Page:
Medvedev’s visit just show of muscle

Kunashiri trip seen as rebuttal to DPJ stance, Russian poll ploy

Kyodo News

Russian President Dmitry Medvedev’s visit Monday to Kunashiri Island, one of the Russian-held islands claimed by Japan, has some Japanese analysts concerned that territorial talks between the two are likely to stall for a significant period.

“The difference between the stances of Japan and Russia is becoming pronounced, so the territorial talks are likely to encounter difficulty,” said Toshihiko Ueno, a Russia expert at Sophia University in Tokyo. “Russia may continue to argue that there is no significant problem about the status quo unless Japan advances proposals such as joint development of the disputed territories.”

“Japan’s contention that its Northern Territories (Russian-held islands) are held illegally by Russia is perceived by the Russians to have gained more traction under the government led by the Democratic Party of Japan, so Russia apparently is insisting on its sovereignty over the islands, to stress that it is not going to change its interpretation of World War II,” Ueno added.

The islands of Etorofu, Kunashiri and Shikotan and the Habomai islets were seized by the Soviet Union around the end of World War II. Tokyo claims the islands are being occupied illegally because the Soviet Union took them between Aug. 28 and Sept. 5, 1945, after Japan’s surrender on Aug. 15.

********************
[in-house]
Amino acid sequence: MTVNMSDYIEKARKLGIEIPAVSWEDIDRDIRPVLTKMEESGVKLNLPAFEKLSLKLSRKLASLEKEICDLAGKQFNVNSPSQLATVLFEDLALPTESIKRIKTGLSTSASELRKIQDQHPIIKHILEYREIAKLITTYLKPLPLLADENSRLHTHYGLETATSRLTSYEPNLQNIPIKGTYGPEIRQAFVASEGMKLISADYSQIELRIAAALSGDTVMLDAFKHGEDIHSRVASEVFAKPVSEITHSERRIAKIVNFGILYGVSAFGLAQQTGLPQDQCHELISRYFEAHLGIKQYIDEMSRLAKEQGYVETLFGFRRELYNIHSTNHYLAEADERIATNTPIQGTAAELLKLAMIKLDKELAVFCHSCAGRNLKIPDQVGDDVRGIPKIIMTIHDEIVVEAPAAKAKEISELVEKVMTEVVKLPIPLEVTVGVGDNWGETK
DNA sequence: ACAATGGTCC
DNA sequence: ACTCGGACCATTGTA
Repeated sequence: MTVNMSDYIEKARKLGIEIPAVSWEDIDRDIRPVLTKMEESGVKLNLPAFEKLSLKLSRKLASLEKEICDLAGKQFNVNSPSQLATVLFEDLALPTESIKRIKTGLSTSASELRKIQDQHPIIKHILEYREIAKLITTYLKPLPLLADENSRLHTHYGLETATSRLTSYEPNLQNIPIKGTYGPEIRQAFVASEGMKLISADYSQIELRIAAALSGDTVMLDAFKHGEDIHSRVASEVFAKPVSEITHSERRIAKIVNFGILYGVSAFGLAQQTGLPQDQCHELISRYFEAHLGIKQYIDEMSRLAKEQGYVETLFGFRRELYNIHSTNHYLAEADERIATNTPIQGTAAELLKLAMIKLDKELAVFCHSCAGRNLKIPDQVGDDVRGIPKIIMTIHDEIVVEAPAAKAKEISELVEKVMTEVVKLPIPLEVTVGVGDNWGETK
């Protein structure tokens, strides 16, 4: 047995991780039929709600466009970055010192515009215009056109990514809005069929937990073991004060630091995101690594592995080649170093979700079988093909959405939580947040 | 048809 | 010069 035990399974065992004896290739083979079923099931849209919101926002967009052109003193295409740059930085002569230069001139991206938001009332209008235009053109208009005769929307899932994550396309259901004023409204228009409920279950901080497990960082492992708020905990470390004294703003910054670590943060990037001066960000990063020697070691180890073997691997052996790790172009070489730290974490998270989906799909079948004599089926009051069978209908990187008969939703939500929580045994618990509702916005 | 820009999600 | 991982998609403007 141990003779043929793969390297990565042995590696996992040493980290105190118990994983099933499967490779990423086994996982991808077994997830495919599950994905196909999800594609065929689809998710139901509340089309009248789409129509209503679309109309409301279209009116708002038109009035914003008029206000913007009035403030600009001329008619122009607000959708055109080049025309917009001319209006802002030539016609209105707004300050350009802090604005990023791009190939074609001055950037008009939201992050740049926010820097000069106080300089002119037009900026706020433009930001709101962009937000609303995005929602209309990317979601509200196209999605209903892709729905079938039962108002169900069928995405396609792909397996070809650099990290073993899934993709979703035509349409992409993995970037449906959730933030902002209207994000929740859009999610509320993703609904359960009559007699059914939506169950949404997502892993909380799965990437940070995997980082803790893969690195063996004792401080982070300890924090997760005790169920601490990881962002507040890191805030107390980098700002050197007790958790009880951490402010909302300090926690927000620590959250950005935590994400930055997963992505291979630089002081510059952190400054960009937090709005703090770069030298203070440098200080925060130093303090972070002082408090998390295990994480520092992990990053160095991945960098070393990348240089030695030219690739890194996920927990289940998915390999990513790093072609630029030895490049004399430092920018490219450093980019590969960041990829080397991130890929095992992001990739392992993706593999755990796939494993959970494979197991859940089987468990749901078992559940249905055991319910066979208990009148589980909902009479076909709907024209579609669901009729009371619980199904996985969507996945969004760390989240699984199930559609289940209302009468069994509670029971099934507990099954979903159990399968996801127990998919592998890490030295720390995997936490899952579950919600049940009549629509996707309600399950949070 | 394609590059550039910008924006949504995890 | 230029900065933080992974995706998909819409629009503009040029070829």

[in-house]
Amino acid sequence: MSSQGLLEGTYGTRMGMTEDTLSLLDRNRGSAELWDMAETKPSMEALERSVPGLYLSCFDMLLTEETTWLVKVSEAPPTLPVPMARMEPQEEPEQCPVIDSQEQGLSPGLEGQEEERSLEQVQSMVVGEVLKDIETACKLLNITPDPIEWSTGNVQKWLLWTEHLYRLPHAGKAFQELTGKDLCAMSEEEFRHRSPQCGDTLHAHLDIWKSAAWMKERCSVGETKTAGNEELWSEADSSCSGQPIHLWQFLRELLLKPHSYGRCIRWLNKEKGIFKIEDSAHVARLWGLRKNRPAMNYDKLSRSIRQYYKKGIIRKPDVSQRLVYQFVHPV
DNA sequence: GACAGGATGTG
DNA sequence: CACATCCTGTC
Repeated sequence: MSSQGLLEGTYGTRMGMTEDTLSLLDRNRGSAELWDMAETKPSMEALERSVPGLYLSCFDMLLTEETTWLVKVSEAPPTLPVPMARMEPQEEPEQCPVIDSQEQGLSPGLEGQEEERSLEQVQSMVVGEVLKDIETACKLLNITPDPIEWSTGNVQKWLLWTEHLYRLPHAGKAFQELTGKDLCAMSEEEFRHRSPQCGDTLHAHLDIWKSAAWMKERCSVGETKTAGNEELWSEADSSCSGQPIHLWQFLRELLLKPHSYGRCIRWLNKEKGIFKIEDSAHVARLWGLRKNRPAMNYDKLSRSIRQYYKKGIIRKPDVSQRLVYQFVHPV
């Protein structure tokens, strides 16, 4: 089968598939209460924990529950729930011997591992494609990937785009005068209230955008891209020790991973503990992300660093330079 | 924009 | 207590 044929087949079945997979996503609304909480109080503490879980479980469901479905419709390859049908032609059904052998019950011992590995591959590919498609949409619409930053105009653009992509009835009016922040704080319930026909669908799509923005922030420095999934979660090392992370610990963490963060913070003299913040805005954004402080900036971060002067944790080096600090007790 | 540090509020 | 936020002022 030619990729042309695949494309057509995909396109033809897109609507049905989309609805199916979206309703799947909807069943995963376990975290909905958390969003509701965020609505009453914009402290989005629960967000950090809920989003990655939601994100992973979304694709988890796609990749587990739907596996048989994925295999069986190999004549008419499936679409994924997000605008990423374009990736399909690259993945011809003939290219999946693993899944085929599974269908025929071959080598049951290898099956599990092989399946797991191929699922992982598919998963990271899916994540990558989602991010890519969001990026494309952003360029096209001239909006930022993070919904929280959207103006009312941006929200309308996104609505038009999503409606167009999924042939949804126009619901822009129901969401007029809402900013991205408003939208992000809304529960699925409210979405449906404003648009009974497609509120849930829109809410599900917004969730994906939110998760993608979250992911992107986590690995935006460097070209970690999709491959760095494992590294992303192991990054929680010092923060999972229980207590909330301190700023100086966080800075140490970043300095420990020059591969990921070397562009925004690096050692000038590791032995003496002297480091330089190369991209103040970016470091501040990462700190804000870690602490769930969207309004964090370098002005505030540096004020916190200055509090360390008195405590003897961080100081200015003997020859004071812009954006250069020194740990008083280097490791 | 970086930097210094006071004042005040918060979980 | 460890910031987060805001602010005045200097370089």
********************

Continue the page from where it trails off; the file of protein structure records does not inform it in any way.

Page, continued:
Medvedev is the first Moscow leader to set foot on any of the islands off Hokkaido.

Ueno says Medvedev’s visit to Kunashiri indicates Russia favors the 1956 declaration issued by Japan and the Soviet Union, stating that the Habomais and Shikotan would be handed over to Japan after the two countries sign a peace treaty, fully normalizing their diplomatic relations.

Such a stance by Russia would mean a step backward from the 1993 Tokyo declaration, in which the two countries said they would resolve the territorial issue concerning all of the islands claimed by Japan.

Analysts also say the Russian president’s latest move may be a gesture for domestic consumption.

“The Russian president’s visit was designed to ease growing discontent among the residents of the (islands), which remain underdeveloped, by sending a signal that Moscow has no intentions of changing its national boundary,” says Sophia University’s Ueno.

Nobuo Arai, a professor with the Slavic Research Center of Hokkaido University, says Russia is not faced with any pressing need to put its foot down about the ownership of Kunashiri and Etorofu islands.

“With his eye on the 2012 presidential election, President Medvedev may be indicating that he is not going to abandon economic backwaters such as Kunashiri Island,” he said.

Japan should stay calm while monitoring the situation, he added.